There are people who have mastered at all different kinds of photography. Wonderful landscape specialists, portrait and wedding photographers, food fotogs, and even those who like to shoot toys. If I had to pinpoint the type of photography that I’ve engaged in the most over the past ten years it would have to be Dad Photography.
I’ve briefly talked about Dad Photography before, but essentially it’s what you engage in when you’re a person who enjoys photography and would like to squeeze some shots in when you’re someplace new and unexplored, but also does not enjoy having his children wander aimlessly into the street due to your lack of attention. Basically, it’s the ultimate expression of multi-tasking. Or, to put it more bluntly, doing multiple activities half-assed.
In Dad Photography you end up with situations where you’re trying to explain to a 7-year-old what slavery was, while also trying to take some macro shots of a set of civil war era playing cards. Neither activity ends up getting the type of attention it merits, and ultimately, both your portfolio and your son’s standardized test scores bear the brunt.
I try my best to give my boys the largess of an 80/20 split when it comes to my undivided attention. After all, I’m there with them to experience whatever we’re doing first and foremost. But if something catches my eye I do try to stop, take a couple of seconds, and think through getting a decent shot. The boys, and to a greater extent my wife, have gotten used to my lagging and are pretty tolerant. I do get an eye roll from time to time, but it’s a small price to pay for a potential winner or two.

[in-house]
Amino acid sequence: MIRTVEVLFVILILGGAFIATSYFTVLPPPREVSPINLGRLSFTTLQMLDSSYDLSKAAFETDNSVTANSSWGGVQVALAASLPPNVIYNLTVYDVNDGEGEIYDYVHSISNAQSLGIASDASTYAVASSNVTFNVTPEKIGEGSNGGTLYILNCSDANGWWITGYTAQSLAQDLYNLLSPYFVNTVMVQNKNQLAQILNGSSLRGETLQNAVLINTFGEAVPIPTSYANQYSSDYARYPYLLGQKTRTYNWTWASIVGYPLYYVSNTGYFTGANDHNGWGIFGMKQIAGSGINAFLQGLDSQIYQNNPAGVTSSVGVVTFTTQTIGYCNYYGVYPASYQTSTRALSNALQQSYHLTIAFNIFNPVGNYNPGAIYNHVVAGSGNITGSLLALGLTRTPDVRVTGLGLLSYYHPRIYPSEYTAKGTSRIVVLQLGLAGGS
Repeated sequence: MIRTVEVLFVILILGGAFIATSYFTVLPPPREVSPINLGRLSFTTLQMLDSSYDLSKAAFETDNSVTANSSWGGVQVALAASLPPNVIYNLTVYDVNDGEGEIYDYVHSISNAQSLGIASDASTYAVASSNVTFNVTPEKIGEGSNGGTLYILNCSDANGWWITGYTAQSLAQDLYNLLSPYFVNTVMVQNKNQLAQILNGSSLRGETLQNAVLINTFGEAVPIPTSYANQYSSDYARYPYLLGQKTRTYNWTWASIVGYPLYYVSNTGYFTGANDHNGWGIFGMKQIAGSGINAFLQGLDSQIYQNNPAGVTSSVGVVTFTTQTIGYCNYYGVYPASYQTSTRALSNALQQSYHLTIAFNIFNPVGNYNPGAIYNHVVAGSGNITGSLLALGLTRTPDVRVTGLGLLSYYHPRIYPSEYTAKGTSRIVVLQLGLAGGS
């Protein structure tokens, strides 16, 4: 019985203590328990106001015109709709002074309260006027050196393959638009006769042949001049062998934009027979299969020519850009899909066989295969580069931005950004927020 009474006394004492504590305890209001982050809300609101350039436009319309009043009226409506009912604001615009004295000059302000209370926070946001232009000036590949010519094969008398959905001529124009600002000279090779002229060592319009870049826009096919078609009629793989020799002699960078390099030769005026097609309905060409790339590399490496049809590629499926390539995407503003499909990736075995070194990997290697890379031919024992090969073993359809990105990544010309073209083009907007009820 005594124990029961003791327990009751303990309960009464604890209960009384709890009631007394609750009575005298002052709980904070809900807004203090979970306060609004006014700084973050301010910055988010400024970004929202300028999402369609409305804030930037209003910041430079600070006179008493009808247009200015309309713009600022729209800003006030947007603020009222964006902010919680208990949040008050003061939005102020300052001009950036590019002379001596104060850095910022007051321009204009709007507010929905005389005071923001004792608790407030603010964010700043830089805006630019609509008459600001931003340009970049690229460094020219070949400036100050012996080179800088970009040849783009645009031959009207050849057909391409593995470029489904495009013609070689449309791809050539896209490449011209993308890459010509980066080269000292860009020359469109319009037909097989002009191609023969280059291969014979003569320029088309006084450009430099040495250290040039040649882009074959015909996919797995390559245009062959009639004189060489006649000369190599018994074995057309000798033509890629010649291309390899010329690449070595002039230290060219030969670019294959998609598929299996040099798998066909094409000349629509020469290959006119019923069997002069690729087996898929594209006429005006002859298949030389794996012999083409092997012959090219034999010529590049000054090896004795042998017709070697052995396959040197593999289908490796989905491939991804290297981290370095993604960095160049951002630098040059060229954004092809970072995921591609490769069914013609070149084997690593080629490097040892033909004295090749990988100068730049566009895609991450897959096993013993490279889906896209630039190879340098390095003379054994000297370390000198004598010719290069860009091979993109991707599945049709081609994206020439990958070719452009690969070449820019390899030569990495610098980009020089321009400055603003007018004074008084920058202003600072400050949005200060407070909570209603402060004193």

I think what helps me keep my focus on my family in a dad Photography situation is lowering my expectations on just how many shots I will eventually end up getting at the end of the day. Generally speaking, my keeper count is much much lower on a Dad Photography outing, and if I go in with that expectation I’m more satisfied with the few winners I may or may not get. All that being said, some of my favorite shots over the years have come out of unexpected journeys taken with my kids.
My family’s latest foray into Dad Photography land took us to Gettysburg for a half-day tour around the Gettysburg National Military Park battlefields and the associated Museum and Visitor Center. While the museum provided challenges in the forms of low lighting and most of the photo-worthy subjects being behind glass, I was still able to get a couple of shots I was pleased with and I only lost Jacob once. Well, twice if you count the water fountain incident.
Another one of the challenges of Dad Photography is the generally undesirable shooting time. Family activities usually occur during the heart of the day. At Gettysburg, blazing midday sun accompanied us across the battlefields scattered with impressive monuments. While this proved to be excellent spring weather for walking and sightseeing, it didn’t necessarily bode well for photos rich in subtle lighting and complex shadow detail.
All in all, we had a great afternoon and as I’m sure Malcolm Gladwell would be happy to know, I logged a couple more of my 10,000 hours towards achieving my mastery of this lesser-known photo discipline.
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